Author's School

Graduate School of Arts & Sciences

Author's Department/Program

Psychology

Language

English (en)

Date of Award

January 2011

Degree Type

Dissertation

Degree Name

Doctor of Philosophy (PhD)

Chair and Committee

Randy Larsen

Abstract

This dissertation identifies variables that predict academic performance and university satisfaction among 146 undergraduate students at Washington University tested during their first semester of freshman year and later as sophomores or juniors. Hierarchical regression analysis reveals that, after controlling for SAT scores, freshman levels of conscientiousness and upperclass Academic Engagement predict higher GPA. Freshman levels of life satisfaction, Co-curricular Engagement, and low regret, and upperclass levels of happiness, social support, and low regret predict university satisfaction. A quantifiable model of Student Engagement is also offered. Further, results demonstrate that, over the college years, personality and student engagement change over time. Implications for strengthening academic performance and increasing student satisfaction are discussed.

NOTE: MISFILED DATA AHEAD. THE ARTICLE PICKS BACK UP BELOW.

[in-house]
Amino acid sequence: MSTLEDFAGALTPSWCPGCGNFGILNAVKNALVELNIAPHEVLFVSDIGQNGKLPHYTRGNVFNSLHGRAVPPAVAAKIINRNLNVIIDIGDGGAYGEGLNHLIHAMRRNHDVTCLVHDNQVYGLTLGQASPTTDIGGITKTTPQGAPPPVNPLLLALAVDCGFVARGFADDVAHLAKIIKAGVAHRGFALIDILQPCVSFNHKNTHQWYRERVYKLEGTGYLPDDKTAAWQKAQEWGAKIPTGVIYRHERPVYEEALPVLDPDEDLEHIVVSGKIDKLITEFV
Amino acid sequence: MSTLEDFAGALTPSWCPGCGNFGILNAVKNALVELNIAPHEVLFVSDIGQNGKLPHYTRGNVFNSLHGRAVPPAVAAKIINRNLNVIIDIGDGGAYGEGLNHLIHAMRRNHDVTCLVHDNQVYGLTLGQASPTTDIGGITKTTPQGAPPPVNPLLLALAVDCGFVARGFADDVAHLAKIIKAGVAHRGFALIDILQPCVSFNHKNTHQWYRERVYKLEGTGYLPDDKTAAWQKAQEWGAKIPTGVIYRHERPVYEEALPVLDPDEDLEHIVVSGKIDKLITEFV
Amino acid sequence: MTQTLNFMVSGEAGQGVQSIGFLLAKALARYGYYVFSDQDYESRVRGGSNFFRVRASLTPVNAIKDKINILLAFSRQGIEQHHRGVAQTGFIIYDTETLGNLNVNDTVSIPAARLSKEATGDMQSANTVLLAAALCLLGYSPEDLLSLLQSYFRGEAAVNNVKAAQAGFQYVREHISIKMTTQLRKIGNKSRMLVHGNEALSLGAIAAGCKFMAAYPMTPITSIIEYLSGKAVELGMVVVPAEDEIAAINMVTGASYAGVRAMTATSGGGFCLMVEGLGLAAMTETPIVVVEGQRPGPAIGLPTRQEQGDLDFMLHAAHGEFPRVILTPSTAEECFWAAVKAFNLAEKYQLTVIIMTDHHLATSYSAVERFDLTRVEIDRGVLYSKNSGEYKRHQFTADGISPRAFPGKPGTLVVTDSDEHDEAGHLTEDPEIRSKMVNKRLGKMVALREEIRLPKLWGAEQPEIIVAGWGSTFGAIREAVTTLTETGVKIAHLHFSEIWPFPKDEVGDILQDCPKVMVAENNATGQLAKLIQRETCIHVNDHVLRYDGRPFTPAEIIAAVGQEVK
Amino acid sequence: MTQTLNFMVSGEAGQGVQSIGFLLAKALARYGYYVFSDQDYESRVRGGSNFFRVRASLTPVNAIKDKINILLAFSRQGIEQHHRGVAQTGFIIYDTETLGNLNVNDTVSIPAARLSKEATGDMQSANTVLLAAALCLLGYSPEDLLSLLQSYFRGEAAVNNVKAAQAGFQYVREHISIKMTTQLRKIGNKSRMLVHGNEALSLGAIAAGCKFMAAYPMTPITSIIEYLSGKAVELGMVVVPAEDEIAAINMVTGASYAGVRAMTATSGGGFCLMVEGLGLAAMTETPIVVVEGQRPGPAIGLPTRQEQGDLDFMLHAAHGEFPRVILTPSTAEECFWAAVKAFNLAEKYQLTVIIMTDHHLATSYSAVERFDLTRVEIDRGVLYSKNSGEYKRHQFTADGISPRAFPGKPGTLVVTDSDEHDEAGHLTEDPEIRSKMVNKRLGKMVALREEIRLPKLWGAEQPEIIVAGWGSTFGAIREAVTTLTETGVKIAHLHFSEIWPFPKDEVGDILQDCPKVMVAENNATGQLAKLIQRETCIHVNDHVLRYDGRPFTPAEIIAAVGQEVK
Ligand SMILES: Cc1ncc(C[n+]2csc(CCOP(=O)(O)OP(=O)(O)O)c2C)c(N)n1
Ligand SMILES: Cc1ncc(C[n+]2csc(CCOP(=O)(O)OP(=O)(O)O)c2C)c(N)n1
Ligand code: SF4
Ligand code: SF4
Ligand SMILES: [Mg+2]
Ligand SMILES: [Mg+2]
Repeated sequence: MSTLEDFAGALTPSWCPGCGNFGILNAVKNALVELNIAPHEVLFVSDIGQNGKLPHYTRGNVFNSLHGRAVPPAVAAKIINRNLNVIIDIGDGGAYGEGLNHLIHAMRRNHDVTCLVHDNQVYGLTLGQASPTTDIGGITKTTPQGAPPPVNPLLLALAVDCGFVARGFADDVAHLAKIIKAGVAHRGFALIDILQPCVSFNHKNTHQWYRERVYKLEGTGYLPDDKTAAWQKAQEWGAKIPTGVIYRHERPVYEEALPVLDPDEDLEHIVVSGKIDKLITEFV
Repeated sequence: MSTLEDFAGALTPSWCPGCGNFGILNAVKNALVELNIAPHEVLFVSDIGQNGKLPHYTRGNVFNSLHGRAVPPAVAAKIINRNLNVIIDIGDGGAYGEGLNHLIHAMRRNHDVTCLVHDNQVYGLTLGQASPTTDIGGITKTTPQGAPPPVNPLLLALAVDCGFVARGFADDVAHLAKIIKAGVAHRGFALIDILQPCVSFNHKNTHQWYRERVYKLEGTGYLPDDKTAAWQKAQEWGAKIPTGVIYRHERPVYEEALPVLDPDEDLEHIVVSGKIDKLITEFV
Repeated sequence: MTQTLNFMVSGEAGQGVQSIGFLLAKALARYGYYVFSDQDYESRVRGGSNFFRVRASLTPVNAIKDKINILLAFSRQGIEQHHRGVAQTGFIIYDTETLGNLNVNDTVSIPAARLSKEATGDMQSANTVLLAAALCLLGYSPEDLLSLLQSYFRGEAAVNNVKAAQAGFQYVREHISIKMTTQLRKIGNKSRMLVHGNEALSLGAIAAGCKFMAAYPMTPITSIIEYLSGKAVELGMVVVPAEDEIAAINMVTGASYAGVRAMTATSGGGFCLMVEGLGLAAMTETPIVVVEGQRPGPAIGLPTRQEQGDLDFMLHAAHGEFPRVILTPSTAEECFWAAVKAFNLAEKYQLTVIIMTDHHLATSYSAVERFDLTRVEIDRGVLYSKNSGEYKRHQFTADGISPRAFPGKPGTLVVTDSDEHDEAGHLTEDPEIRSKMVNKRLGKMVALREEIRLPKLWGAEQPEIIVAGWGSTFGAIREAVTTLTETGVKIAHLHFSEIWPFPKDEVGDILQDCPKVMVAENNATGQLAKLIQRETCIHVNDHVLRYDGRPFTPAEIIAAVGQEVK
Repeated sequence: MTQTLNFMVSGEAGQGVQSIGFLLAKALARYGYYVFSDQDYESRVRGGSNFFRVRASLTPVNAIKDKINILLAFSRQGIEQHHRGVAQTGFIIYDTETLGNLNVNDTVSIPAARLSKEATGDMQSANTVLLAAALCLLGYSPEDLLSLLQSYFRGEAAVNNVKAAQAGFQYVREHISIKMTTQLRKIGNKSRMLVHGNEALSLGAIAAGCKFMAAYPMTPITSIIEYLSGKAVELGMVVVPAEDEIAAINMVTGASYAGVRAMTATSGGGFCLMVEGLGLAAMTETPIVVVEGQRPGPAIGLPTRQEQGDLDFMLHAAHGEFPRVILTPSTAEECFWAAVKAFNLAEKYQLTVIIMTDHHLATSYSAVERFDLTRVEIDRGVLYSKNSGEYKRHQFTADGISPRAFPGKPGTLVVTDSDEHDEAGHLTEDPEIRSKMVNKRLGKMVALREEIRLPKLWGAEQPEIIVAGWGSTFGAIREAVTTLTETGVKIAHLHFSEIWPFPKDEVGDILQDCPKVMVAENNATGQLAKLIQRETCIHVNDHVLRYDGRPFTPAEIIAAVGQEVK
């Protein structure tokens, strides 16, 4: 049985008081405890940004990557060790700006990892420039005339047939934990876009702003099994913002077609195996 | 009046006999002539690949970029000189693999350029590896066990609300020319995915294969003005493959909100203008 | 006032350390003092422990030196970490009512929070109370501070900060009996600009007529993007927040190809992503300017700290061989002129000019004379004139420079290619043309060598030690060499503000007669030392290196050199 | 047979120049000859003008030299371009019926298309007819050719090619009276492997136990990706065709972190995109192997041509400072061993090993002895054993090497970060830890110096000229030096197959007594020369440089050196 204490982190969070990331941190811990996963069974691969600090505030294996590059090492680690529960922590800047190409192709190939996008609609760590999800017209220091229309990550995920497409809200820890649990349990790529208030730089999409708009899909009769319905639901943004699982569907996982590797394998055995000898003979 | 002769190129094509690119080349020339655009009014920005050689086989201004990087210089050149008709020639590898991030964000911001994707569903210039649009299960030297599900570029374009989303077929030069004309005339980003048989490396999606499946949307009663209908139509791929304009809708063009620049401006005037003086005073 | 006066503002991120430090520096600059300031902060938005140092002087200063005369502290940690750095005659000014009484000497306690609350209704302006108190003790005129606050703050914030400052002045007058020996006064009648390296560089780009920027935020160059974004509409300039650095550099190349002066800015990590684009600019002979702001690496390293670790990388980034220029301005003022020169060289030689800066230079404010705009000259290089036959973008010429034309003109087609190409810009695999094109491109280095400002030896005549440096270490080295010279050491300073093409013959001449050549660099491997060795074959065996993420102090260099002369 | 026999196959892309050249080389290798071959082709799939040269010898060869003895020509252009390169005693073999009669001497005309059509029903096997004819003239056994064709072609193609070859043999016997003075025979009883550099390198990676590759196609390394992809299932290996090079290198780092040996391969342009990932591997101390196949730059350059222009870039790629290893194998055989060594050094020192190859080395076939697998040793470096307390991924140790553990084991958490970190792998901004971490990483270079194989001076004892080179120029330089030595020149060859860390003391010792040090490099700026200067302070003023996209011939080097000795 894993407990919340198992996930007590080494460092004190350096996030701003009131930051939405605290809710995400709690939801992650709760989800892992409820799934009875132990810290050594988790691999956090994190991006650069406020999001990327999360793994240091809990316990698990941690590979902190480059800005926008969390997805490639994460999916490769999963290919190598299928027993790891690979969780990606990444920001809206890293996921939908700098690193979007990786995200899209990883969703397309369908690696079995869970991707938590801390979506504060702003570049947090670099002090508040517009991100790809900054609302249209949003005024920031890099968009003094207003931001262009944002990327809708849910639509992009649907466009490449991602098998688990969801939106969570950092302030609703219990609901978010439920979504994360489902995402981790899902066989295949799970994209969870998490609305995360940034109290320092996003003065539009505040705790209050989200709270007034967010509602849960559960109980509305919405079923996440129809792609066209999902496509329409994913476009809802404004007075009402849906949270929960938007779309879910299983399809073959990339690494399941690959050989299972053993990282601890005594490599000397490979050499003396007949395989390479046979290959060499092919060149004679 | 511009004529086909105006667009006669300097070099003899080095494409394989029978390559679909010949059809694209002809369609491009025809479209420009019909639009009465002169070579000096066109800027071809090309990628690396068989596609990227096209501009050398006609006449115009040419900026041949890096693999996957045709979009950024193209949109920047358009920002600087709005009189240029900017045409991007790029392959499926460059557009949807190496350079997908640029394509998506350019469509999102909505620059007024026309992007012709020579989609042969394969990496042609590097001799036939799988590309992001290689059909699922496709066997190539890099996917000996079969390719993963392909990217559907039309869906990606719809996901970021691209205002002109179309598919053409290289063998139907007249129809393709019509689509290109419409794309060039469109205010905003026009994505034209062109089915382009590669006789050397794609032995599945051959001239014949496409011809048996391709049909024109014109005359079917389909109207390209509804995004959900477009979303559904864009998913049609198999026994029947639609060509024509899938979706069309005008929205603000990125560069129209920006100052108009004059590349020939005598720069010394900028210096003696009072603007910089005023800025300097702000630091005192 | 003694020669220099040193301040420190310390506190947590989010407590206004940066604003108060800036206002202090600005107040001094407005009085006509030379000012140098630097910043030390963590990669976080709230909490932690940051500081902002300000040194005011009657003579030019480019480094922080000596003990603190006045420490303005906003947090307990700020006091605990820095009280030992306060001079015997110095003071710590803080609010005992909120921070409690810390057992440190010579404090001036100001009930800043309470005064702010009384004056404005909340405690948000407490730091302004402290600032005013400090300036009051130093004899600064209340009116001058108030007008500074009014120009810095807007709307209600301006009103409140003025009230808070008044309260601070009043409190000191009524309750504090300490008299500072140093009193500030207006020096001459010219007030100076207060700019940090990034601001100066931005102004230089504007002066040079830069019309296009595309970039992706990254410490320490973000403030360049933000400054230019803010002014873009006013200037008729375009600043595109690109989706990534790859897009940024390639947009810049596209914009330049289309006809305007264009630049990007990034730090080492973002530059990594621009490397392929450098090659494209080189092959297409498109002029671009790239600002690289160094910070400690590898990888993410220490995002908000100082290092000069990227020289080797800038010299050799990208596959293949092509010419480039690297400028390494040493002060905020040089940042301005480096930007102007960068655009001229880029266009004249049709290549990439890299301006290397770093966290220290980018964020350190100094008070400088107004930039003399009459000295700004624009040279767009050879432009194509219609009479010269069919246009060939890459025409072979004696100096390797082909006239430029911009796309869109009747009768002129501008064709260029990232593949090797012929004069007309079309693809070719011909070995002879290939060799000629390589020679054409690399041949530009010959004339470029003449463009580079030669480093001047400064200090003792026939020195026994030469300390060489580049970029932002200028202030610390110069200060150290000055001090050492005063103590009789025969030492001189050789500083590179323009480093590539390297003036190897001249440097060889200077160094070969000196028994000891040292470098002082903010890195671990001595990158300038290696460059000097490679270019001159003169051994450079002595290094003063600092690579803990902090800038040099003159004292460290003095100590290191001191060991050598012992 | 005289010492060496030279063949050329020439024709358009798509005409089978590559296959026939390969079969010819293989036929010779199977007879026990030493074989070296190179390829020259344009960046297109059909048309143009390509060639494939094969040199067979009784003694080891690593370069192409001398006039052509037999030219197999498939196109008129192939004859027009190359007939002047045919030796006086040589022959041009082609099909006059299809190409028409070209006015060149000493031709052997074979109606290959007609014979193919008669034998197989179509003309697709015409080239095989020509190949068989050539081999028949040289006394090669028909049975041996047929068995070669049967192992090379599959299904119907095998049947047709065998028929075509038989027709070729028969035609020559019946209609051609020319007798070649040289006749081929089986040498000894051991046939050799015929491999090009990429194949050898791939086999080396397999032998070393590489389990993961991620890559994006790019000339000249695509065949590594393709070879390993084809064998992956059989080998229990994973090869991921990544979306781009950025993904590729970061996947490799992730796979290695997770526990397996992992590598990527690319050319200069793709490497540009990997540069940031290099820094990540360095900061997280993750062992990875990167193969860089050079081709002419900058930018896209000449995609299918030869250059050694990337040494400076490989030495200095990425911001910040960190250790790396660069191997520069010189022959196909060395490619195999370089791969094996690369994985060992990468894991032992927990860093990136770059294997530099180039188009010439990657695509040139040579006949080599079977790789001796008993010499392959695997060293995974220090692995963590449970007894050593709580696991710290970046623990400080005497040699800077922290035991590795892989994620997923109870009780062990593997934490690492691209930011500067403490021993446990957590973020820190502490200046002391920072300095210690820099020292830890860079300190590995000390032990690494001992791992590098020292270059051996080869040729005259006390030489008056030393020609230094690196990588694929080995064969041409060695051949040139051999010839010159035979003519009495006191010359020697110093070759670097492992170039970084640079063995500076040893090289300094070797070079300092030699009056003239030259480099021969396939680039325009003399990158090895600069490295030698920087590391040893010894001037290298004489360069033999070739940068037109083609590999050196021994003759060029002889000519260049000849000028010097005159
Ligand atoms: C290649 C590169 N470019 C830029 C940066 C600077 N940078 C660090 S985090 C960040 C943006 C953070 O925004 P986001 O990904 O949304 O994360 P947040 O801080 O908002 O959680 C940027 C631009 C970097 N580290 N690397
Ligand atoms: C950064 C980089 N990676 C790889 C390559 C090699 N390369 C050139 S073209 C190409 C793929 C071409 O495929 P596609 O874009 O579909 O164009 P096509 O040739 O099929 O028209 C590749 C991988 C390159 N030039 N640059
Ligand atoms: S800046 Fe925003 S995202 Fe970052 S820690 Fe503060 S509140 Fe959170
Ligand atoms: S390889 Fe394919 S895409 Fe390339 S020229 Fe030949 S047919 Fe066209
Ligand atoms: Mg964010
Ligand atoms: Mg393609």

DOI

https://doi.org/10.7936/K73776VX

Comments

Permanent URL: http://dx.doi.org/10.7936/K73776VX

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